In computer science, brute-force search or exhaustive search, also known as generate and test, is a very general problem-solving technique that consists of systematically enumerating all possible candidates for the solution and checking whether each candidate satisfies the problem's statement.
A brute-force algorithm to find the divisors of a natural number n would enumerate all integers from 1 to n, and check whether each of them divides n without remainder. A brute-force approach for the eight queens puzzle would examine all possible arrangements of 8 pieces on the 64-square chessboard, and, for each arrangement, check whether each (queen) piece can attack any other.
While a brute-force search is simple to implement, and will always find a solution if it exists, its cost is proportional to the number of candidate solutions – which in many practical problems tends to grow very quickly as the size of the problem increases. Therefore, brute-force search is typically used when the problem size is limited, or when there are problem-specific heuristics that can be used to reduce the set of candidate solutions to a manageable size. The method is also used when the simplicity of implementation is more important than speed.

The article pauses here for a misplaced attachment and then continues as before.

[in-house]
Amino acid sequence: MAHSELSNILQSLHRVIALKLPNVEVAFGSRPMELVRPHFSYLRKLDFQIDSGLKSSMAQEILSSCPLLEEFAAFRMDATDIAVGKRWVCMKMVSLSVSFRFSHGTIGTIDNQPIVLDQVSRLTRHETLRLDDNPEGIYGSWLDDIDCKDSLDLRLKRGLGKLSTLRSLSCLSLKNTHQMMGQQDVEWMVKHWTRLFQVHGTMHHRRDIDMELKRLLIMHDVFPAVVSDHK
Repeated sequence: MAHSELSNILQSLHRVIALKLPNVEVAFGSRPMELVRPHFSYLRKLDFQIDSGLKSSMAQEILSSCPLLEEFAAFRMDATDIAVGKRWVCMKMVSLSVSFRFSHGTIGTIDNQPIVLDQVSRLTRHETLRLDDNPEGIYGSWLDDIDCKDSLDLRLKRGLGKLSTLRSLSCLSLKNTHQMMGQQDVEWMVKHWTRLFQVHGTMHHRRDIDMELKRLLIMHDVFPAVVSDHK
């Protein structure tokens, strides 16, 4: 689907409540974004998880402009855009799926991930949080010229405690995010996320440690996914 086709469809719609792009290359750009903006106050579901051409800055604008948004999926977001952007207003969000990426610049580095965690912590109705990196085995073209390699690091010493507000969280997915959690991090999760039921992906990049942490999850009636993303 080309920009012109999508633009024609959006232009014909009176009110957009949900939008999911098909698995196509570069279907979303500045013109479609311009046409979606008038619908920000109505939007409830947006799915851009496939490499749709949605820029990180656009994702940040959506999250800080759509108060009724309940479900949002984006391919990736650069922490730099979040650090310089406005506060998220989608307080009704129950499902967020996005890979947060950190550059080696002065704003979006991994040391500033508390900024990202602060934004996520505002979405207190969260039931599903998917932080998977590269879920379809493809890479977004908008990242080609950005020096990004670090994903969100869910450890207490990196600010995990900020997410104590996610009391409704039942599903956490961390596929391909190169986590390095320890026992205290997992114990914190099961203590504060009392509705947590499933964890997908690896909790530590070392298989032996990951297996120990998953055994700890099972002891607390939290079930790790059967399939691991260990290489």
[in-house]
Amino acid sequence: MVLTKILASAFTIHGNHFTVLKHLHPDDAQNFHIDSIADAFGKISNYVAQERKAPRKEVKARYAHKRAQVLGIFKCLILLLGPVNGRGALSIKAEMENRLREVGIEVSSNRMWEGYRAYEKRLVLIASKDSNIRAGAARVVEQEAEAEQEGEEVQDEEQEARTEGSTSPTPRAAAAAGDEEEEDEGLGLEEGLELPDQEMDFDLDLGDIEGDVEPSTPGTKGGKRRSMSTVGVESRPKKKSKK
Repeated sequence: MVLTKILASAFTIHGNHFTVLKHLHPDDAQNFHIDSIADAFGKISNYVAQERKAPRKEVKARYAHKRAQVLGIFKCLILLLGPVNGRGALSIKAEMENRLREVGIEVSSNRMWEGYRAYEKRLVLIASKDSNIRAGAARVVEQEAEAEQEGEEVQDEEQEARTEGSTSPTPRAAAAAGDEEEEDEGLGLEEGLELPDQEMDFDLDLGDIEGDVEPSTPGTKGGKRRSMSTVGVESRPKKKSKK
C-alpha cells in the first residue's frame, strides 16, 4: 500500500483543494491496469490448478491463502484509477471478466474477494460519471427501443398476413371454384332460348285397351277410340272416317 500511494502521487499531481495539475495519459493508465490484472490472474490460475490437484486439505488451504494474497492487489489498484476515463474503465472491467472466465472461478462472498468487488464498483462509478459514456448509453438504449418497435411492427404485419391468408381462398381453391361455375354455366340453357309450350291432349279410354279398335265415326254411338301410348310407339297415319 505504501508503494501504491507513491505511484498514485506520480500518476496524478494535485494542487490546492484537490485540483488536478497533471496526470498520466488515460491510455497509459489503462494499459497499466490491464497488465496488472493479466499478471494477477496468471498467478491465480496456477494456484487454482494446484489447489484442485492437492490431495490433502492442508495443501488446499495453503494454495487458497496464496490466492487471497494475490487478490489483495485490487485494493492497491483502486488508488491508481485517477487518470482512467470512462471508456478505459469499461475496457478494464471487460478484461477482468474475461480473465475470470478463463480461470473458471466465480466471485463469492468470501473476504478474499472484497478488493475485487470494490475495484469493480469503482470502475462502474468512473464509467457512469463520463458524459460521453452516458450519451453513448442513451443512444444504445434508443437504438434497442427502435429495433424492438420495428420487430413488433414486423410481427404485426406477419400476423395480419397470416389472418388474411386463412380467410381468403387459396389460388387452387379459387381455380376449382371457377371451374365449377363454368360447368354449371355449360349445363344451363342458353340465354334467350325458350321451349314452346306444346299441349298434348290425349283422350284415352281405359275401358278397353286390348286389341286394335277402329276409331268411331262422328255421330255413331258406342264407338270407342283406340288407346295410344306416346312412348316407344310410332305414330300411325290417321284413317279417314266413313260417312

This is the case, for example, in critical applications where any errors in the algorithm would have very serious consequences; or when using a computer to prove a mathematical theorem. Brute-force search is also useful as a baseline method when benchmarking other algorithms or metaheuristics. Indeed, brute-force search can be viewed as the simplest metaheuristic. Brute force search should not be confused with backtracking, where large sets of solutions can be discarded without being explicitly enumerated (as in the textbook computer solution to the eight queens problem above). The brute-force method for finding an item in a table — namely, check all entries of the latter, sequentially — is called linear search.